S-1 1 ds1.htm FORM S-1 Form S-1
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As filed with the Securities and Exchange Commission on March 11, 2011

Registration No. 333-            

 

 

UNITED STATES SECURITIES AND EXCHANGE COMMISSION

Washington, D.C. 20549

 

FORM S-1

REGISTRATION STATEMENT

Under

The Securities Act of 1933

 

HomeAway, Inc.

(Exact name of Registrant as specified in its charter)

 

Delaware   7389   20-0970381

(State or other jurisdiction of

incorporation or organization)

 

(Primary Standard Industrial

Classification Code Number)

 

(I.R.S. Employer

Identification Number)

1011 W. Fifth Street, Suite 300

Austin, Texas 78703

(512) 684-1100

(Address, including zip code, and telephone number, including area code, of Registrant’s principal executive offices)

 

Brian H. Sharples

President and Chief Executive Officer

HomeAway, Inc.

1011 W. Fifth Street, Suite 300

Austin, Texas 78703

(512) 684-1100

(Name, address, including zip code, and telephone number, including area code, of agent for service)

 

Copies to:

Paul R. Tobias

Wilson Sonsini Goodrich & Rosati,

Professional Corporation

900 S. Capital of Texas Highway

Las Cimas IV, Fifth Floor

Austin, Texas 78746-5546

(512) 338-5400

 

Paul E. Hurdlow

John J. Gilluly III

DLA Piper LLP (US)

401 Congress Avenue, Suite 2500

Austin, Texas 78701-3799

(512) 457-7000

 

Approximate date of commencement of proposed sale to the public: As soon as practicable after this registration statement becomes effective.

If any of the securities being registered on this Form are to be offered on a delayed or continuous basis pursuant to Rule 415 under the Securities Act of 1933 check the following box:   ¨

If this Form is filed to register additional securities for an offering pursuant to Rule 462(b) under the Securities Act, please check the following box and list the Securities Act registration statement number of the earlier effective registration statement for the same offering.  ¨

If this Form is a post-effective amendment filed pursuant to Rule 462(c) under the Securities Act, check the following box and list the Securities Act registration statement number of the earlier effective registration statement for the same offering.  ¨

If this Form is a post-effective amendment filed pursuant to Rule 462(d) under the Securities Act, check the following box and list the Securities Act registration statement number of the earlier effective registration statement for the same offering.  ¨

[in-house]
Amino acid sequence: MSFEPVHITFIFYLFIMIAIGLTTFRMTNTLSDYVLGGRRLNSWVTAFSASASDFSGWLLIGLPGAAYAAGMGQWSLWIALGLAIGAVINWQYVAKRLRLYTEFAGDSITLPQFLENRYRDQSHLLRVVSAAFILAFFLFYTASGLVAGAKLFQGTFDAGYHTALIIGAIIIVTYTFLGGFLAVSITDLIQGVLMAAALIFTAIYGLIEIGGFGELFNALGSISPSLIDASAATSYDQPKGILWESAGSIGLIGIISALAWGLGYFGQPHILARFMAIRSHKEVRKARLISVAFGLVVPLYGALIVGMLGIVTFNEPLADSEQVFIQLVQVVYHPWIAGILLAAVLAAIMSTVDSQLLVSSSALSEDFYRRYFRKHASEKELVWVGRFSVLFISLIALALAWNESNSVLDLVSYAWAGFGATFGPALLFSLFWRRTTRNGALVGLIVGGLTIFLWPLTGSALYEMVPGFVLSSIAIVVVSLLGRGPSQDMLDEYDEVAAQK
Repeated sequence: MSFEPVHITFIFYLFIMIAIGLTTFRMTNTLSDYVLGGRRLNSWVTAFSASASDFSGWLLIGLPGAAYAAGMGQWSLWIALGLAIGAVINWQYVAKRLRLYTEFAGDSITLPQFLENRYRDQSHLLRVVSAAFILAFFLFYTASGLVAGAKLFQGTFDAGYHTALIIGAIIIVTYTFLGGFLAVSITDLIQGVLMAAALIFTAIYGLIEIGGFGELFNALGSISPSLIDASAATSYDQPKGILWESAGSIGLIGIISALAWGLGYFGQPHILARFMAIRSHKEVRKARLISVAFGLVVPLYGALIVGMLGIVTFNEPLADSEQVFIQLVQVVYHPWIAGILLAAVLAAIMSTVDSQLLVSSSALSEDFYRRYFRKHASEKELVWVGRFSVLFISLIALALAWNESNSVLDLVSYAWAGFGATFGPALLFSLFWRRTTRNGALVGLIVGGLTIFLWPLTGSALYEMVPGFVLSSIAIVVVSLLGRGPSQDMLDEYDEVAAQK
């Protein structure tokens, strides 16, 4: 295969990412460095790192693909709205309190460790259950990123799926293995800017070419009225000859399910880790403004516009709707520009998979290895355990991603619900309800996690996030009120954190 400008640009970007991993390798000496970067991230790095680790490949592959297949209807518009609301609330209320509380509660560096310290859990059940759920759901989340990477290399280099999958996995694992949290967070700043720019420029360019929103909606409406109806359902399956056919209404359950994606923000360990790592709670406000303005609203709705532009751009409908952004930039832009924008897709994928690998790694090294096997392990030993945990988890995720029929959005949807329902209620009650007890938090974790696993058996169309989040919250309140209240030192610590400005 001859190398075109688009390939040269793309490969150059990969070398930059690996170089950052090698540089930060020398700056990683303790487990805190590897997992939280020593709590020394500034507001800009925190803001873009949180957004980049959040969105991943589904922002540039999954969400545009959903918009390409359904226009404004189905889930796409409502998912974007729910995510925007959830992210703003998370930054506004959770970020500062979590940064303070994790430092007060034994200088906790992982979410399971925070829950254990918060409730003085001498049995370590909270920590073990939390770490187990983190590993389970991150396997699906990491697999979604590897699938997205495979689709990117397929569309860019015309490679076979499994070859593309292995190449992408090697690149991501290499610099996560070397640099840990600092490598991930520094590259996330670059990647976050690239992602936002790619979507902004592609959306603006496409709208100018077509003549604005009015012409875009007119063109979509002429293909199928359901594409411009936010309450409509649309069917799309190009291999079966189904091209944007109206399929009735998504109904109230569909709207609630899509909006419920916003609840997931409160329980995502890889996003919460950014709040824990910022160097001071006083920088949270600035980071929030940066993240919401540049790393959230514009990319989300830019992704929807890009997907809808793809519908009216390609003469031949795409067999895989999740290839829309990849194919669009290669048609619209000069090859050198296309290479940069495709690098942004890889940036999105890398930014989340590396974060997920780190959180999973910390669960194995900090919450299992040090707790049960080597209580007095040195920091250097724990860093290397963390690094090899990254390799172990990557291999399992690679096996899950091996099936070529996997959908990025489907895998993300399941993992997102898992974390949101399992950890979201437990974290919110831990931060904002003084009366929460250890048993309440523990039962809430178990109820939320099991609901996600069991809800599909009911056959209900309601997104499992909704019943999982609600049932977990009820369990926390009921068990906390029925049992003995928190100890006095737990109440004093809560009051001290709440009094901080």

Indicate by check mark whether the registrant is a large accelerated filer, an accelerated filer, a non-accelerated filer, or a smaller reporting company. See the definitions of “large accelerated filer,” “accelerated filer” and “smaller reporting company” in Rule 12b-2 of the Exchange Act. (Check one):

Large accelerated filer   ¨

  Accelerated filer  ¨   Non-accelerated filer  x    Smaller reporting company  ¨
  (do not check if a smaller reporting company)

CALCULATION OF REGISTRATION FEE

 

Title of Each Class of Securities

to be Registered

 

Proposed Maximum

Aggregate Offering Price (1)

  Amount of
Registration Fee (2)

Common Stock, par value $0.0001 per share

  $230,000,000.00   $26,703.00
 
 
(1)   Estimated solely for the purpose of calculating the registration fee in accordance with Rule 457(o) under the Securities Act of 1933, as amended. Includes offering price of shares that the underwriters have the option to purchase to cover over-allotments, if any.
(2)   Calculated pursuant to Rule 457(o) under the Securities Act based on an estimate of the proposed maximum offering price.

 

The registrant hereby amends this registration statement on such date or dates as may be necessary to delay its effective date until the registrant shall file a further amendment which specifically states that this registration statement shall thereafter become effective in accordance with Section 8(a) of the Securities Act of 1933 or until the registration statement shall become effective on such date as the Securities and Exchange Commission, acting pursuant to said Section 8(a), may determine.

 

 


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The information in this prospectus is not complete and may be changed. We and the selling stockholders may not sell these securities until the registration statement filed with the Securities and Exchange Commission is effective. This prospectus is not an offer to sell these securities, and we and the selling stockholders are not soliciting an offer to buy these securities in any state where the offer or sale is not permitted.

 

PROSPECTUS (Subject to Completion)

Dated March 11, 2011

 

               Shares

 

LOGO

COMMON STOCK

 

 

 

HomeAway, Inc. is offering                  shares of its common stock and the selling stockholders are offering                  shares of common stock. We will not receive any proceeds from the sale of shares by the selling stockholders. This is our initial public offering and no public market currently exists for our shares. We anticipate that the initial public offering price of our common stock will be between $          and $          per share.

 

 

 

We expect to apply to list our common stock under the symbol “AWAY.”

 

 

 

Investing in the common stock involves risks. See “Risk Factors” beginning on page 10.

 

 

 

PRICE $             A SHARE

 

 

 

   

Price to
      Public      

    

Underwriting
Discounts and
Commissions

    

Proceeds to
Company

    

Proceeds to
Selling
Stockholders

 

Per Share

  $         $         $         $